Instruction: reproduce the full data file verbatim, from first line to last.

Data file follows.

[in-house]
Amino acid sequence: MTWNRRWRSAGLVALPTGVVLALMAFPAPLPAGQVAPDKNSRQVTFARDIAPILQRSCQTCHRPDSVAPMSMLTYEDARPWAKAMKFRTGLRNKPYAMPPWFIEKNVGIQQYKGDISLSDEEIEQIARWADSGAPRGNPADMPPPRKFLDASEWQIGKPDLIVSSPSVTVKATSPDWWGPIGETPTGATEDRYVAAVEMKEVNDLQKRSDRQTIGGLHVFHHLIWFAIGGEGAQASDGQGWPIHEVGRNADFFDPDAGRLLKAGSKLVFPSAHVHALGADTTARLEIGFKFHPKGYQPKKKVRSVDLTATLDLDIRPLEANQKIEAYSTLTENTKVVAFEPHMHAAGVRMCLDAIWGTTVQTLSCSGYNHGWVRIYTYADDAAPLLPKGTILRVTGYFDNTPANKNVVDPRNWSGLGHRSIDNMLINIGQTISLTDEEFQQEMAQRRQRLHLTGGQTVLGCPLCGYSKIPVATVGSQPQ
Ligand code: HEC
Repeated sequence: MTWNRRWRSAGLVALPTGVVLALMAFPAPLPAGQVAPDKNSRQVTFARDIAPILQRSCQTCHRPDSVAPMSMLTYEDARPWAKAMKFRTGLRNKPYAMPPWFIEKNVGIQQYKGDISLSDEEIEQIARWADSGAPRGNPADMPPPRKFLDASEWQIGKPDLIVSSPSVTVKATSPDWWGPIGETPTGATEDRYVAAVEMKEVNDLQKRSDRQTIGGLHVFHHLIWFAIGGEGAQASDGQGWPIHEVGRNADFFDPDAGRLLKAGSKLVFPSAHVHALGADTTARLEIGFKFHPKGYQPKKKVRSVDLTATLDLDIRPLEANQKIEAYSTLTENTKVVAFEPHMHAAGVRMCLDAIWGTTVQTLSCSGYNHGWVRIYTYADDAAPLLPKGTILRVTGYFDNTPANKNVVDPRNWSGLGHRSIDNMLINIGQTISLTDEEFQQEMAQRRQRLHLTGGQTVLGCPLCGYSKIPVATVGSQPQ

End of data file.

[in-house]
Amino acid sequence: MTWNRRWRSAGLVALPTGVVLALMAFPAPLPAGQVAPDKNSRQVTFARDIAPILQRSCQTCHRPDSVAPMSMLTYEDARPWAKAMKFRTGLRNKPYAMPPWFIEKNVGIQQYKGDISLSDEEIEQIARWADSGAPRGNPADMPPPRKFLDASEWQIGKPDLIVSSPSVTVKATSPDWWGPIGETPTGATEDRYVAAVEMKEVNDLQKRSDRQTIGGLHVFHHLIWFAIGGEGAQASDGQGWPIHEVGRNADFFDPDAGRLLKAGSKLVFPSAHVHALGADTTARLEIGFKFHPKGYQPKKKVRSVDLTATLDLDIRPLEANQKIEAYSTLTENTKVVAFEPHMHAAGVRMCLDAIWGTTVQTLSCSGYNHGWVRIYTYADDAAPLLPKGTILRVTGYFDNTPANKNVVDPRNWSGLGHRSIDNMLINIGQTISLTDEEFQQEMAQRRQRLHLTGGQTVLGCPLCGYSKIPVATVGSQPQ
Ligand code: HEC
Repeated sequence: MTWNRRWRSAGLVALPTGVVLALMAFPAPLPAGQVAPDKNSRQVTFARDIAPILQRSCQTCHRPDSVAPMSMLTYEDARPWAKAMKFRTGLRNKPYAMPPWFIEKNVGIQQYKGDISLSDEEIEQIARWADSGAPRGNPADMPPPRKFLDASEWQIGKPDLIVSSPSVTVKATSPDWWGPIGETPTGATEDRYVAAVEMKEVNDLQKRSDRQTIGGLHVFHHLIWFAIGGEGAQASDGQGWPIHEVGRNADFFDPDAGRLLKAGSKLVFPSAHVHALGADTTARLEIGFKFHPKGYQPKKKVRSVDLTATLDLDIRPLEANQKIEAYSTLTENTKVVAFEPHMHAAGVRMCLDAIWGTTVQTLSCSGYNHGWVRIYTYADDAAPLLPKGTILRVTGYFDNTPANKNVVDPRNWSGLGHRSIDNMLINIGQTISLTDEEFQQEMAQRRQRLHLTGGQTVLGCPLCGYSKIPVATVGSQPQ